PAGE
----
Have you ever seen a beautifully composed photo, painting, or website and wondered if there is any science behind it? Well, there actually is. Great artists, designers, and architects have been using what is called the Golden Ratio since 400 BC. Most use it intuitively to divide space and create compositions in a pleasing way, but it really boils down to a simple mathematical formula. (Or you can use this AIR app that I created to do the job.)
The golden ratio (also known as “phi”) has been around for 2,400 years and is considered a way of dividing a space that is most pleasing to the eye. Many artists musicians, sculptors, and architects have used this ratio. Leonardo Da Vinci called it the “divine proportion” and featured it in many of his paintings, including his famous Mona Lisa.
The golden ratio is calculated as two quantities where “the sum of the quantities to the larger quantity is equal to the ratio of the larger quantity to the smaller one.” The ratio ends up being 1 : 1.618. Confused yet? Try this exercise:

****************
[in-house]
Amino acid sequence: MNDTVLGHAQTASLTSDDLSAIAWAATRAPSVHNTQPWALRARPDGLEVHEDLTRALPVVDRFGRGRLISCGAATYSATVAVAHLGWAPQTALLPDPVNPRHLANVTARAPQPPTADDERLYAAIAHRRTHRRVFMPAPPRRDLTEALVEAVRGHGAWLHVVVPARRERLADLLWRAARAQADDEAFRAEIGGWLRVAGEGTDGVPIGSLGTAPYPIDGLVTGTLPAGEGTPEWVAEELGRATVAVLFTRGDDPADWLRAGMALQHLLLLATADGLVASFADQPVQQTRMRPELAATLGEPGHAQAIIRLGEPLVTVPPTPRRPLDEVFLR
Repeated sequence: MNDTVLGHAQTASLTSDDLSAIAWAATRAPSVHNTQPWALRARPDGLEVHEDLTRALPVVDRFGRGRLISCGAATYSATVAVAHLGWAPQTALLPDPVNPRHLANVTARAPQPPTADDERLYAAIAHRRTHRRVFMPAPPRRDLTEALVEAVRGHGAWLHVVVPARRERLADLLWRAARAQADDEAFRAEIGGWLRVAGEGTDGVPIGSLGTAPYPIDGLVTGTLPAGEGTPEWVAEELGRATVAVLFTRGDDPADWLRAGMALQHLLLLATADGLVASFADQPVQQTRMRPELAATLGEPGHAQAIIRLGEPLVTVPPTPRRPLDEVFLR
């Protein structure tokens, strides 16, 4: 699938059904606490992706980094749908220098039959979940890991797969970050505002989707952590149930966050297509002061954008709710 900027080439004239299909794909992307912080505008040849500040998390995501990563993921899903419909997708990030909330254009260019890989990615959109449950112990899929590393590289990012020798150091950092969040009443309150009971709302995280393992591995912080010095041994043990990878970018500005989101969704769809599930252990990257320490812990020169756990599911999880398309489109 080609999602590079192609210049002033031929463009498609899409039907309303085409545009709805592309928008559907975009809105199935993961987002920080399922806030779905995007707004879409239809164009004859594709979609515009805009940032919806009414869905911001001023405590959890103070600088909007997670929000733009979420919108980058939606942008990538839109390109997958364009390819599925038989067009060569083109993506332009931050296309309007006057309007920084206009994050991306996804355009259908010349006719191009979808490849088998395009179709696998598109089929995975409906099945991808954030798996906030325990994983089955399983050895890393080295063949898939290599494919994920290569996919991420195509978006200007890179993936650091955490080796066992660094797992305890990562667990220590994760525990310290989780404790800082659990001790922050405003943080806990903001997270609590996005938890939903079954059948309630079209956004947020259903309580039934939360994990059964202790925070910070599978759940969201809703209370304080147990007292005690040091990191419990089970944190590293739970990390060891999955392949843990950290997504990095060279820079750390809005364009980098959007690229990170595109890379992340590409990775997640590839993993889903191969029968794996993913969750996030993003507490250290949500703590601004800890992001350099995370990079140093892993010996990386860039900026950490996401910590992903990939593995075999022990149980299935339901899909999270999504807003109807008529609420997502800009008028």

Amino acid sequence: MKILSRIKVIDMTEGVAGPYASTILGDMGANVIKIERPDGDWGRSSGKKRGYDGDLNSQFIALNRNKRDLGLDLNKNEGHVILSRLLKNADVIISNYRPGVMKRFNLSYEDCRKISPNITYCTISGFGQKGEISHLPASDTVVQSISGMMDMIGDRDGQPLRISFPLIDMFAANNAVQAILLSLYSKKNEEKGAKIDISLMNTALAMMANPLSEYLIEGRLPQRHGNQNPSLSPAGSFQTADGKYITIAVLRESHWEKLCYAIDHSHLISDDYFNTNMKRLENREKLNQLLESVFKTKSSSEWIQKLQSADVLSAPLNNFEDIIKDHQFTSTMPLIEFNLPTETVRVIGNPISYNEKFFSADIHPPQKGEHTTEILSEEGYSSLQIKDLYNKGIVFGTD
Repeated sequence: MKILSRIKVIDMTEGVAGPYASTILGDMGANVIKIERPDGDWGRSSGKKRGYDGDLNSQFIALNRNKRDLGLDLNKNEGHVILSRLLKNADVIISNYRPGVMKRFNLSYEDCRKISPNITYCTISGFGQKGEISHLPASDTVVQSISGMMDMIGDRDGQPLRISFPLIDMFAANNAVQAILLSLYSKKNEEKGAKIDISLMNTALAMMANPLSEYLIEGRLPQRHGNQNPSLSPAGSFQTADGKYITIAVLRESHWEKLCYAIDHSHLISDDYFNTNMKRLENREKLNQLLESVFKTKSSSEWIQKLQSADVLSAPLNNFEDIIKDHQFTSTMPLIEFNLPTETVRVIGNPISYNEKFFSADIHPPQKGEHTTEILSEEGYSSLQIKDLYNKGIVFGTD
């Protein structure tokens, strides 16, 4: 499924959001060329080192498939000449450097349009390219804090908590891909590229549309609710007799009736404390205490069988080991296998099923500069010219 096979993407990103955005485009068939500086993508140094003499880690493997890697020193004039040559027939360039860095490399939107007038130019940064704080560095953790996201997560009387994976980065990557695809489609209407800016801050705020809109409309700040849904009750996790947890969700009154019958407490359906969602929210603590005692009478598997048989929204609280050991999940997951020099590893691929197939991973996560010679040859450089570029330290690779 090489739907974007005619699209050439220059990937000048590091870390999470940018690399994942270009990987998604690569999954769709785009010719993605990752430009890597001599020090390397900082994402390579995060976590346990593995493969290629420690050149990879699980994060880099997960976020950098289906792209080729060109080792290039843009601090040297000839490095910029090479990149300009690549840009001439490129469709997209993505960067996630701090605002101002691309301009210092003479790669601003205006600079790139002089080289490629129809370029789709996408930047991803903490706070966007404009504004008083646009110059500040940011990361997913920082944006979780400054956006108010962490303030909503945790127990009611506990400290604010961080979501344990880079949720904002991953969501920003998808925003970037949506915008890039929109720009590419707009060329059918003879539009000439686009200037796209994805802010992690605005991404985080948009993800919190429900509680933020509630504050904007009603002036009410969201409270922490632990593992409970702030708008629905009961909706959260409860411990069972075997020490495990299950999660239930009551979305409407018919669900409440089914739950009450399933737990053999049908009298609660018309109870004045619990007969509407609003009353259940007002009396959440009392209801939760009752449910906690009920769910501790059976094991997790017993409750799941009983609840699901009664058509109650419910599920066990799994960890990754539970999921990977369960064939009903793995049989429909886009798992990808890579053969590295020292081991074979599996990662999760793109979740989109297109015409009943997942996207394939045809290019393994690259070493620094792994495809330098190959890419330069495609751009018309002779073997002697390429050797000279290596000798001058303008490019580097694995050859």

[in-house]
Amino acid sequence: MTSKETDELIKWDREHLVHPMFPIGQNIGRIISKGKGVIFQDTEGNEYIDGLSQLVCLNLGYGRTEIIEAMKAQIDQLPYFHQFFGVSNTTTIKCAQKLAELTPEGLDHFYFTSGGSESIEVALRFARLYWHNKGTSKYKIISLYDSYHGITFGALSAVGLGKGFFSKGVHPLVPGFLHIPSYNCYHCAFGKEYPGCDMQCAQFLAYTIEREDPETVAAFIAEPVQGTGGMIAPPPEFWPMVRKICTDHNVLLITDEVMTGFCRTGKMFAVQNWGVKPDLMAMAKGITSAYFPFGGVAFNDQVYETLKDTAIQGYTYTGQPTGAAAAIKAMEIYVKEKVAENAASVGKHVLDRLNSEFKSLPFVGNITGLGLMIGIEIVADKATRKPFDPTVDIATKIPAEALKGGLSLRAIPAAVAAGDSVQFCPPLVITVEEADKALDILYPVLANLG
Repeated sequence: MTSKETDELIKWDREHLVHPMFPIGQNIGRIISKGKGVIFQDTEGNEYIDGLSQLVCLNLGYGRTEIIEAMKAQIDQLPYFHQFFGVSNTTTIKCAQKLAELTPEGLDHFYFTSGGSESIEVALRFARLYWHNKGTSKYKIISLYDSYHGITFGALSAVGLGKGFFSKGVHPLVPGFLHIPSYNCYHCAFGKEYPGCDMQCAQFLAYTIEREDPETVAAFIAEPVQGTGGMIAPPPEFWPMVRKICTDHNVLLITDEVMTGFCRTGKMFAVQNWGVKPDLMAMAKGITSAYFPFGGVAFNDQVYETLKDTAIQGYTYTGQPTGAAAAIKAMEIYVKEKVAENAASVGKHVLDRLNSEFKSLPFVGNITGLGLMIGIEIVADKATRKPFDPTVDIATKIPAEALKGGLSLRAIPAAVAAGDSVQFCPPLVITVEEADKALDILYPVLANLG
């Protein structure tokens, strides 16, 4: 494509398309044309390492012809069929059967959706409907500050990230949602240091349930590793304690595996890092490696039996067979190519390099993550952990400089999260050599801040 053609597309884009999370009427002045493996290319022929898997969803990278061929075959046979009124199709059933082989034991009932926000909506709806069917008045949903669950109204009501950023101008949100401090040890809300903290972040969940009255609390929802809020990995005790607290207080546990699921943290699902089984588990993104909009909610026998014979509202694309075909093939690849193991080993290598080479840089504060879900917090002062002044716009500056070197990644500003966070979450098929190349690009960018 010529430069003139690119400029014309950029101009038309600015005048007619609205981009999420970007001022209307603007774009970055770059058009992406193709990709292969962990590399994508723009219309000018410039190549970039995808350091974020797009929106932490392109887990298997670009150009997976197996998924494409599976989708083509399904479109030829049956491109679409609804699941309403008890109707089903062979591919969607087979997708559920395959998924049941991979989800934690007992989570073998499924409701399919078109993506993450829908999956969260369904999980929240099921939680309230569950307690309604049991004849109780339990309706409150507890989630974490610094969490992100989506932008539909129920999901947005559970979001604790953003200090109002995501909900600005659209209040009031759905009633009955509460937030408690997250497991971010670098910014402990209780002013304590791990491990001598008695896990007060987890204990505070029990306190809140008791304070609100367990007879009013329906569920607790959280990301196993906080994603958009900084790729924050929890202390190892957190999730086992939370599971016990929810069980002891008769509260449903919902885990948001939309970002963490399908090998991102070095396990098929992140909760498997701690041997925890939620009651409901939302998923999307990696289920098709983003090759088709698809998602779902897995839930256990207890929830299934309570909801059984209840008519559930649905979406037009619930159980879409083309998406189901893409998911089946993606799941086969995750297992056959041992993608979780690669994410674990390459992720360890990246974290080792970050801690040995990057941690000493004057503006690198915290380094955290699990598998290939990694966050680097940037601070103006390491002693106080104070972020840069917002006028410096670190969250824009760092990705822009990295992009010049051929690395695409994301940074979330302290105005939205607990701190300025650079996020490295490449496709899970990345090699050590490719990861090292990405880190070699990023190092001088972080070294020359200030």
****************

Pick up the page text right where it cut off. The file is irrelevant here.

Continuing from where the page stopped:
To break it down further, Fibonacci numbers (and the Fibonacci spiral) are based on the golden ratio and are the following: 0, 1, 1, 2, 3, 5, 8, 13, 21, …
By definition, the first two Fibonacci numbers are 0 and 1, and each subsequent number is the sum of the previous two. Some sources omit the initial 0, instead beginning the sequence with two 1s.
Even in the most subtle ways the Golden Ratio seems to apply when what we see is “beautiful” in nature. Take Kate Moss for instance. The ratio of the width of her eyes to the width of her mouth is 1 : 1.6.
Carry this ratio into design and what you end up with is a good starting point for creating a layout. Note that you can flip and rotate the ratio any way you’d like, as long as the proportions are kept intact . To help with this I created an AIR app. After you download and install it, you can overlay the golden ratio over anything on your screen. Whether it’s other web pages or your own design in Photoshop, this app will help you with any layout just like Leonardo DaVinci would have 500 years prior.
Download the AIR App (Mac and PC)